LONDON — If there was a shortlist for “Greatest American novelist of the twentieth century” Saul Bellow is certainly a worthy candidate. For starters, the silverware the author has to his name — the Nobel Prize for Literature, three National Book Awards, and the Pulitzer Prize — makes him a strong contender.
But Bellow ticks the other numerous boxes required of a writer who perfectly embodies the mythology twentieth century American values were supposed to represent: ambition, aspiration, assimilation, and class mobility. And in his work, Bellow also wrote of a racially mixed culture that seemed to oscillate between the persecutory-old-world-discriminatory politics of Europe, and the utopian positivity that the United States — in theory — was intent on promoting.
Born into a family of Yiddish speaking Russian emigres in June, 1915, Bellow spent the first nine years of his childhood in Montreal before finally moving to Chicago, where he fully embraced the concept of becoming an American citizen.
In a newly published biography entitled, “The Life of Saul Bellow,” literary historian Zachary Leader has compiled a mesmerizing study of the critically acclaimed literary star who produced many classic works of literature, including “The Victim,” “The Adventures of Augie March,” and “Herzog.”
At 650 pages, this hefty tome is set to become the most comprehensive biography ever written on Bellow’s life. The book, published in May, is the first instalment of a two-part volume, with this section covering the years 1915 to 1964. The second half — when it comes out — will document the other half of Bellow’s life, until he died in 2005.
Bellow’s Jewish roots play a prominent role in much of Leader’s narrative and help explain what made the author stand tall in a literary culture that was, at the time, deeply conservative, and predominantly ruled by an elitist White-Anglo-Saxon-Protestant establishment.
Leader quotes numerous interviews throughout the book where Bellow speaks about the deep connections he felt throughout his life — especially during his childhood — to Judaism.
This awareness though, Bellow claimed, rarely had anything to do with studying the Talmud, or belonging to an Orthodox congregation that focused on theology.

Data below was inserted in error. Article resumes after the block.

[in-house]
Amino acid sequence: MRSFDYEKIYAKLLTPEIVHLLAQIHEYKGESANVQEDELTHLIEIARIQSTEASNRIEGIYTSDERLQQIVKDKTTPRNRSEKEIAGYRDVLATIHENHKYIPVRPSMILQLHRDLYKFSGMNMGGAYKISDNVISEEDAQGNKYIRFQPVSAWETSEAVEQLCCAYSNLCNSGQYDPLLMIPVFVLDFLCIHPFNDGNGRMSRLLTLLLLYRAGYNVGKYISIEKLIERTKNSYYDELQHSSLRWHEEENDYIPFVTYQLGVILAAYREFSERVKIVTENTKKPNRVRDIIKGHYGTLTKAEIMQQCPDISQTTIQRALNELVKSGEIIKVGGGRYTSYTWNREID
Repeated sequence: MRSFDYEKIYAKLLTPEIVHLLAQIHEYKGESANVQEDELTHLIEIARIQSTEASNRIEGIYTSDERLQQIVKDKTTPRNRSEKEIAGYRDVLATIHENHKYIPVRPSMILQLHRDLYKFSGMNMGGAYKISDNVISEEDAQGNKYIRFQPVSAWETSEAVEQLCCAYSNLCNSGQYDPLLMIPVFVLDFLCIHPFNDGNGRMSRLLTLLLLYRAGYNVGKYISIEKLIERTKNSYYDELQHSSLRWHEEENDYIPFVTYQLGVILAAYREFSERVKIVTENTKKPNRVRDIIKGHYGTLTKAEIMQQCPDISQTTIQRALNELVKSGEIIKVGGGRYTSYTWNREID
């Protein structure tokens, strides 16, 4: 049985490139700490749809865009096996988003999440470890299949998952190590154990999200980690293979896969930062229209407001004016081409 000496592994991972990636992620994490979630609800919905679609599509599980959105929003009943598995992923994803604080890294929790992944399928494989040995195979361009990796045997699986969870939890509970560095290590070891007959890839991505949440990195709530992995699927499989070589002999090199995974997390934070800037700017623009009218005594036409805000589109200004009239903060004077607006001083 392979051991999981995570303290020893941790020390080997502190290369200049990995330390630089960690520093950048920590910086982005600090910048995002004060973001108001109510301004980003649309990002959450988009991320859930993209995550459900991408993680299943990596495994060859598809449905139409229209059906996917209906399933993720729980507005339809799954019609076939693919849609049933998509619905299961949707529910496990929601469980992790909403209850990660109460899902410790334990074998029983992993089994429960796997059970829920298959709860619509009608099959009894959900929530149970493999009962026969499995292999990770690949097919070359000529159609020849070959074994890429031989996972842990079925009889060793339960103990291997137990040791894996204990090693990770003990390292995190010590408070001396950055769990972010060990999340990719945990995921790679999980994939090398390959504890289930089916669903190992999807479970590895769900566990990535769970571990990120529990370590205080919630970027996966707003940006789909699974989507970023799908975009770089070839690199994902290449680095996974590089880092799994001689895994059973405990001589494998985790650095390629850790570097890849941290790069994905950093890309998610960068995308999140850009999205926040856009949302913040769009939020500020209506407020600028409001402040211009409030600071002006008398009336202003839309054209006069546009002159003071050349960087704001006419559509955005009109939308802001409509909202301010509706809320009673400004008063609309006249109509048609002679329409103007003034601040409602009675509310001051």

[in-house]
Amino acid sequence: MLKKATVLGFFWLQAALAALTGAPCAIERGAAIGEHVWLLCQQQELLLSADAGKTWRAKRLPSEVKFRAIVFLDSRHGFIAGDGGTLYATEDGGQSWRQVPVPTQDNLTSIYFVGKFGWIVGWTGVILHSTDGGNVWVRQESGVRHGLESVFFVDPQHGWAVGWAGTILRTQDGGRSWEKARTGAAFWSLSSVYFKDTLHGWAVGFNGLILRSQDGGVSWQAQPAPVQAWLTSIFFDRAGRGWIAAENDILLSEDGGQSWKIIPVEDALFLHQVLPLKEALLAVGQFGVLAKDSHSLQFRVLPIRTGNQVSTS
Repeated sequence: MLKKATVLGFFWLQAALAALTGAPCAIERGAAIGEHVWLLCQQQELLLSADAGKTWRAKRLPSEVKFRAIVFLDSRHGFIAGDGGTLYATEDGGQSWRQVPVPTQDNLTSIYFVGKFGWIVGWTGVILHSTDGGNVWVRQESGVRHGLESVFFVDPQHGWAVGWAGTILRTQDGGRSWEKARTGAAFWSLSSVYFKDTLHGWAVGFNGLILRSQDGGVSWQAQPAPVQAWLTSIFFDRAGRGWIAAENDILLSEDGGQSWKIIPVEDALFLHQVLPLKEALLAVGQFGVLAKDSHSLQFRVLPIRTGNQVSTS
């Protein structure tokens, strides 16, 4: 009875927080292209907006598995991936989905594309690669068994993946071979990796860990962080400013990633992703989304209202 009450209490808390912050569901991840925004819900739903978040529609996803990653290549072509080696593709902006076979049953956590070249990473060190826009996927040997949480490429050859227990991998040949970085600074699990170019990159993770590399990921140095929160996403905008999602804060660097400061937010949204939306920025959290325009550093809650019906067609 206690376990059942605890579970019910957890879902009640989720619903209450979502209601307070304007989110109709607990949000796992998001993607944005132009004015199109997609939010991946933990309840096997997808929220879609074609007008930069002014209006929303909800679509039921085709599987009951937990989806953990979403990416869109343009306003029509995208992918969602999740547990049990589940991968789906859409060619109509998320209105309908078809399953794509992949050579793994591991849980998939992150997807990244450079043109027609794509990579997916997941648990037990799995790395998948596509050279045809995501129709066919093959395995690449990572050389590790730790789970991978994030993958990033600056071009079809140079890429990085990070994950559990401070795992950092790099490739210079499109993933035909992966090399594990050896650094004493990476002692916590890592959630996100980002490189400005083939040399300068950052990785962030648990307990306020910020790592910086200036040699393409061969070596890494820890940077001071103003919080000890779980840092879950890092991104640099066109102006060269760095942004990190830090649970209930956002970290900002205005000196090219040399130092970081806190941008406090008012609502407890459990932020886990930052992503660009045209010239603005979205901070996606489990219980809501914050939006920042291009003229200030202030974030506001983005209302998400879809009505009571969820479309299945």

“Saul Bellow once said when he felt his powers of perception were at their height, or when the world he lived in seemed the richest it could possibly become — in terms of customs and observance— he felt wholly Jewish,” says Leader, a 69-year-old American academic, who has lived in the UK for the past 40 years now.
As a child, Bellow did attend a synagogue and Hebrew school, Leader explains.
‘What influenced him more as a writer was the fact that everything around him when he was a child was saturated in Jewish culture’
“But that religious element wasn’t so important,” he stresses. “What influenced him more as a writer was the fact that everything around him when he was a child was saturated in Jewish culture.”
One of the main arguments that Leader spends considerable time dissecting in this book is the enormity of emotion and richness of language that Bellow’s prose brought to high literary culture, in the United States particularly.
This paved the way for other Jewish writers who would follow in Bellow’s footsteps, such as Philip Roth.
Bellow was always measuring himself up against great masters of the American novel like Faulkner, Hemingway or Fitzgerald. But Leader claims Bellow understood he had something different to offer to the American literary canon.
The biographer explores how Bellow — by using various inflections of Yiddish speech that entered into American English from Russian and Polish Jews who emigrated to the new world — single-handedly invented an original literary form that was decorative, unashamedly expressive, and that celebrated the language of the street.
“Bellow thought the literary establishment and academics of that time were ruled by WASPS, who looked down their noses at cultured immigrants,” says Leader.